Because you’ll run out of it when you need it most
“Reassurance is futile” are the three trickiest words in my new book. That’s because we don’t want it to be true. Reassurance is warm, lovely and yes, reassuring. How can it be futile?
And how dare I act as though I want it to be futile?
Reassurance is the human act of telling someone else that everything is going to turn out fine. Exactly as they hoped. That your friend’s efforts will pay off and their dreams will be realized.
The phone rings and it’s Spike Lee — he loves your script, and he wants you to know your movie is going to be a hit. He’s certain of it.
How many more days before you need another call?
Because the future has an annoying habit of showing up, regularly. And it shows up in ways that we don’t expect.
If we get hooked on reassurance, we’ll make two significant mistakes:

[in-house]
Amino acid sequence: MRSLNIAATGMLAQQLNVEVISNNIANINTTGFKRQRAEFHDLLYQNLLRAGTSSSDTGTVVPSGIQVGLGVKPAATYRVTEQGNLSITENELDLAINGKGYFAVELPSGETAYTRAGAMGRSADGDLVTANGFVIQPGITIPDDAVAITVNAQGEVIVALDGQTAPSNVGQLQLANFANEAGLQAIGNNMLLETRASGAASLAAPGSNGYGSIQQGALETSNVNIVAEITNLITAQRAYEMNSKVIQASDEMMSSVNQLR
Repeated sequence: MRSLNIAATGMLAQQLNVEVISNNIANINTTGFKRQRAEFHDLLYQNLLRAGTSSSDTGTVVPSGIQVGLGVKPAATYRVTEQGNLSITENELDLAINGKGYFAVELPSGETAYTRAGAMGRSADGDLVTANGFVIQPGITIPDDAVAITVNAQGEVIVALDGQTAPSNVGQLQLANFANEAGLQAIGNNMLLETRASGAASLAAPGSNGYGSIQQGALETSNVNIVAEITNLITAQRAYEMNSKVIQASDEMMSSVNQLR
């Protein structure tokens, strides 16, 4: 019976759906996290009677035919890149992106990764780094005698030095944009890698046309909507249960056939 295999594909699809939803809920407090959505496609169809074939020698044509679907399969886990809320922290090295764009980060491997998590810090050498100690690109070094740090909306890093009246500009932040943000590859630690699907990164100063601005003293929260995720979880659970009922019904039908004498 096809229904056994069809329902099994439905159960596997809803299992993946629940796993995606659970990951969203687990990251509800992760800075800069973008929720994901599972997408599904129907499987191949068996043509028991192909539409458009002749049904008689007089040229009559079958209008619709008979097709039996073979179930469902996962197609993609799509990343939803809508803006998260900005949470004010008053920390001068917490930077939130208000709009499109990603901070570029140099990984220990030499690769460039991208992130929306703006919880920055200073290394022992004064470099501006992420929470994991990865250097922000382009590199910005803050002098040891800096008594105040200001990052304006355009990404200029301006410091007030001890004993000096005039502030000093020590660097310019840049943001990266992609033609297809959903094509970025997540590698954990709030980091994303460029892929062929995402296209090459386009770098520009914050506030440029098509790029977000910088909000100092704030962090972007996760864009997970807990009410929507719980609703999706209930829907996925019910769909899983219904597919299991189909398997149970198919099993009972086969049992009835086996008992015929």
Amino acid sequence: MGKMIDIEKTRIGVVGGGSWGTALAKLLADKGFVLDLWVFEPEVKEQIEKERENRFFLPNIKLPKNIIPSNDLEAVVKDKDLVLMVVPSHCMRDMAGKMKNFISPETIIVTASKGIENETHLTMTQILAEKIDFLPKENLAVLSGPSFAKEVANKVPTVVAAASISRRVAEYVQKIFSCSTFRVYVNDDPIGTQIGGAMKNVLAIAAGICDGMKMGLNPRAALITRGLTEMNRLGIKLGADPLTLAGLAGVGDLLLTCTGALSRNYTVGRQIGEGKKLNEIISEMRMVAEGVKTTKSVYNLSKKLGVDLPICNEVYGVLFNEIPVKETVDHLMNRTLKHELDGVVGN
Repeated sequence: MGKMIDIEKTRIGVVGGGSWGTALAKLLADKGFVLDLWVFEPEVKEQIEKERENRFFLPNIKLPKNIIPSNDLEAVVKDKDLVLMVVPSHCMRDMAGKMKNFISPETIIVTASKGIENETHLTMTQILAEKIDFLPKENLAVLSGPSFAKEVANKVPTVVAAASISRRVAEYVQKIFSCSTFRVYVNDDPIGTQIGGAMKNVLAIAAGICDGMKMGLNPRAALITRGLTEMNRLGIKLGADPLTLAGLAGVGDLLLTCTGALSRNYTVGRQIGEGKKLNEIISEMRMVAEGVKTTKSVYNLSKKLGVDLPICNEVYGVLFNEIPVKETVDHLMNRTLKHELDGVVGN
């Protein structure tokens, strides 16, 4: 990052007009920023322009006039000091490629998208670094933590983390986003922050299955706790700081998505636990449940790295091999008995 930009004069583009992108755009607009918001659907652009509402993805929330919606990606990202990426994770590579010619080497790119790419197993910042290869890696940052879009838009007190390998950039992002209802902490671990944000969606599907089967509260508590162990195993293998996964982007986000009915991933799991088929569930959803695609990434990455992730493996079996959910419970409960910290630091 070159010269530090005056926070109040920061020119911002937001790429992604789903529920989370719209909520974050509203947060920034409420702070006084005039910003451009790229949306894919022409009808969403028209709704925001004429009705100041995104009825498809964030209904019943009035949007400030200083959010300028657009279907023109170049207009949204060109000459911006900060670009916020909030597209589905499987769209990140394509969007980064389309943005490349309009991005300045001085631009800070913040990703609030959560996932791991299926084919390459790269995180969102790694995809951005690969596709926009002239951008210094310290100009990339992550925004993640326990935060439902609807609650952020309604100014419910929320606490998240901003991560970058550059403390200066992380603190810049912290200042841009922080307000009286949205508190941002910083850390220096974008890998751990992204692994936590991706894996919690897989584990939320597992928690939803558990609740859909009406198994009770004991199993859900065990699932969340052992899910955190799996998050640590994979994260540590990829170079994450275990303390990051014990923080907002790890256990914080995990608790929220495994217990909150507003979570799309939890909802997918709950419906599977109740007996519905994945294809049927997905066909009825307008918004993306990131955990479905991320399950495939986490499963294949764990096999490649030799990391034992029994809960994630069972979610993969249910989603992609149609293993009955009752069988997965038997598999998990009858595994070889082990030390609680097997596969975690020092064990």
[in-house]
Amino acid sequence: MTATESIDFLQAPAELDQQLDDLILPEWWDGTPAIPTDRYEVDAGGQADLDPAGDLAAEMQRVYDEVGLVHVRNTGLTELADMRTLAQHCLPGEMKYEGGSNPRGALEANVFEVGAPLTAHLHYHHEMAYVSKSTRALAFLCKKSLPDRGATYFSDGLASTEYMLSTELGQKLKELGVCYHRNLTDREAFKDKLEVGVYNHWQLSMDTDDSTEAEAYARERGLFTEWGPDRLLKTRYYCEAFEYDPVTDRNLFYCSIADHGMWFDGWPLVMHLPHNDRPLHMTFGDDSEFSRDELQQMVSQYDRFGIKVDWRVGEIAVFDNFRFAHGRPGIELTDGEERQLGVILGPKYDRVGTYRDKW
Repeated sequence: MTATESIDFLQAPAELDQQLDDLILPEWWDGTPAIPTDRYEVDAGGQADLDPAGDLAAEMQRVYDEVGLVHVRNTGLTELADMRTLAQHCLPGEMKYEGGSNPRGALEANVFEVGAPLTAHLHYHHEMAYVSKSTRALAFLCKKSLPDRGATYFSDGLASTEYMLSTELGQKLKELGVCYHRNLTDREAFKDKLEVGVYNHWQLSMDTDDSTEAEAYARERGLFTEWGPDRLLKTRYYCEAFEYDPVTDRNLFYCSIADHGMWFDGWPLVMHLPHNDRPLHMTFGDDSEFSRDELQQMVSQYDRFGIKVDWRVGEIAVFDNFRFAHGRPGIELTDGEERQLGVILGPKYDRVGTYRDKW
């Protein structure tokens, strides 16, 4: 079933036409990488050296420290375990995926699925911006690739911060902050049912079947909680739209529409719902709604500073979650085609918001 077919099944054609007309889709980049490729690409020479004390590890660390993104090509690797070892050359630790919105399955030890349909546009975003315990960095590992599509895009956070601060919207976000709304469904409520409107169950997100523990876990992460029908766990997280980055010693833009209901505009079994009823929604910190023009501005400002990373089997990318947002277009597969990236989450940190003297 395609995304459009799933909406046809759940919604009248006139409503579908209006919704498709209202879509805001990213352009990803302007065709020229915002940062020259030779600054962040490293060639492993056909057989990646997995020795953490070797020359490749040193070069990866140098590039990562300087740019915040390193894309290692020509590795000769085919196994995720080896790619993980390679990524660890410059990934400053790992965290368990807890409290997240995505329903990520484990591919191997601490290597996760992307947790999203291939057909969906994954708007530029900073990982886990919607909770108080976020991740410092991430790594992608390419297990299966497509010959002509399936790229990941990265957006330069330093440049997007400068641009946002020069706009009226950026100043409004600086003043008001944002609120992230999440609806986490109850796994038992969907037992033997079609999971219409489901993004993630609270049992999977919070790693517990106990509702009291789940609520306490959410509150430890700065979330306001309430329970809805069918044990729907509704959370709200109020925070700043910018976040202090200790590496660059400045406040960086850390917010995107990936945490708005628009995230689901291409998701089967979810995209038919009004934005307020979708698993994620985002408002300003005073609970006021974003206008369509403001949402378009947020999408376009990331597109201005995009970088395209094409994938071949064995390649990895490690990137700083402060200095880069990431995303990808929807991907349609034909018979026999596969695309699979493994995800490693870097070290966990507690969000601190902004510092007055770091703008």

- We’ll spend time and energy looking for reassurance instead of focusing on our work and those that we seek to serve. The trap is deciding that if it’s giving us solace and a warm feeling, then bring it on, even if it means losing sight of what we were trying to do in the first place.
- If we believe that the future can be controlled (which those that reassure us seek to do) then we’ll start focusing our work on the outcome, not on the best version of what we’re capable of. Worse, we’ll end up trying to make the reassurers happy instead of making something for our true audience.
The alternative is to embrace that feeling of uncertainty and to refuse to get hooked on reassurance. The future is on its way, our work will ship, and then we’ll see what happens. In the meantime, we’ll keep doing the best work we know how to do.
[This is the part of a series of posts about The Practice and our opportunity to do work that makes a difference. If you like, please use the comments to start a conversation about how you’re leaning into the work and choosing your skills. When have you cared enough to show up and learn something? For more about The Creative’s Workshop and other Akimbo communities, visit akimbo.com — now a B corp.]